Yet, on the other hand, Germany had a high level of growth in the late 19th and early 20th century with a highly centralized banking system, yet how independent was the Reichsbank from government control? This question of the independence of central banks from government directives geared to particular political interests could have used a more systematic historical presentation, especially given the Bundesbank’s importance in the process toward a European Monetary Union. This should have included the history leading up to the Bundesbank Act of 1957 in which it is explicitly stated that the central bank shall be independent of instructions from the federal government, a history which included loss of independence under the Nazis.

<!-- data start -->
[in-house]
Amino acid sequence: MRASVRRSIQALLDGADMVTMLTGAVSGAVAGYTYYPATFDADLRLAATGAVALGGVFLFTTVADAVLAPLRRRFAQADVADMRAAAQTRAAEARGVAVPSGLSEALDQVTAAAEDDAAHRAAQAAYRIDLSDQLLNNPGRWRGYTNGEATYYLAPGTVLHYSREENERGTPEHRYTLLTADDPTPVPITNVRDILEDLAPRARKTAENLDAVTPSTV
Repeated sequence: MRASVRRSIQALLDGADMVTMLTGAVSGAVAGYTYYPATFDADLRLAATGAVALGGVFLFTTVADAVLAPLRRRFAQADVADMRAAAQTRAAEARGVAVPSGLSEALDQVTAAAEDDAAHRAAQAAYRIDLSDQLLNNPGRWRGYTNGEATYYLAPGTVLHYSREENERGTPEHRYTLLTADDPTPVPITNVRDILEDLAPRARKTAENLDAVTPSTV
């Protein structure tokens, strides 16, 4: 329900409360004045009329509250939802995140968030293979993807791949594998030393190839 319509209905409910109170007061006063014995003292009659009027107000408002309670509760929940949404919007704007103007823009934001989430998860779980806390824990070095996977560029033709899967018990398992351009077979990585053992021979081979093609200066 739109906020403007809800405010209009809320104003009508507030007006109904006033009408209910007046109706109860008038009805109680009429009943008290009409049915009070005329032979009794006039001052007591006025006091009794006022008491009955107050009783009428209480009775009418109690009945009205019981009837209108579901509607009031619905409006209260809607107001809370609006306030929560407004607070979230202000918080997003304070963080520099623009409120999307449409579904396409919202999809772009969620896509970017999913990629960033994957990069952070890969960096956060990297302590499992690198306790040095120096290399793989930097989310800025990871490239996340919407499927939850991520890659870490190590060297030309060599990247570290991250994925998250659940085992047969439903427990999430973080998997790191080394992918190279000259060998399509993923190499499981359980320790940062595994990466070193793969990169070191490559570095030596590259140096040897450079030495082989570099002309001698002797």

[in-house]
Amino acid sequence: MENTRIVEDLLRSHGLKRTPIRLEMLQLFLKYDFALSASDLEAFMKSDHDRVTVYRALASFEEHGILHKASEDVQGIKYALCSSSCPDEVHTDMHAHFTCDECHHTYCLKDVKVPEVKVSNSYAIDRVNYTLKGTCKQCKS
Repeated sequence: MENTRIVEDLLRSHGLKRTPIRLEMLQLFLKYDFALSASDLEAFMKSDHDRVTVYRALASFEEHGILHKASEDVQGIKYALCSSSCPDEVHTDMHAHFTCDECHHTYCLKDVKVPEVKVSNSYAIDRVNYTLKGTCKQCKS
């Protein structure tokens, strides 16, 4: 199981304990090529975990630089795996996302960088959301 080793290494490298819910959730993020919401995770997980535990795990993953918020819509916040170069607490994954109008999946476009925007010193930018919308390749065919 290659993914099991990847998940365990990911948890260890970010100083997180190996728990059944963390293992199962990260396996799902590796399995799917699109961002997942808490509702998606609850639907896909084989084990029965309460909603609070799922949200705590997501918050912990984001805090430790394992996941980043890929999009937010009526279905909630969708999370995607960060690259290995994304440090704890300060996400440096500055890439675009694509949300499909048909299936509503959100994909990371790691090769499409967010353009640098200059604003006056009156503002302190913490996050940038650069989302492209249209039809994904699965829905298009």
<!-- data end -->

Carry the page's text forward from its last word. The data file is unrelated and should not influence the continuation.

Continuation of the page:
Nevertheless, Elusive Union is necessary reading for anyone seriously interested in the prospects of European Union and a basis for further discussion and debate. I found myself imagining how interesting a debate between Kenneth Dyson and Alan Milward might be. Milward argued in The Rescue of the European Nation (1992) that participation in the European Community was often a means for nation-states to reinforce national interests rather than subsuming them into common interests of a more unified Europe. On several occasions, Dyson makes reference to some process that might fit this interpretation — France, for instance, coming around to supporting the idea of EMU in the late 1980s because of learning the political lesson “that the EMS involved an asymmetry of power that imposed undue costs on some countries and that could be corrected only by shifting authority to the EC level.” (p.113) But, he makes only one reference to Milward’s book and implies that a stage in the EC when “traditional patterns of contending states whose interests were defined by domestic political and economic constituencies” (p.92) may now have been superceded by the renewed launch toward an European Moneatry Union as part of European Union — unless it turns out to be forever elusive.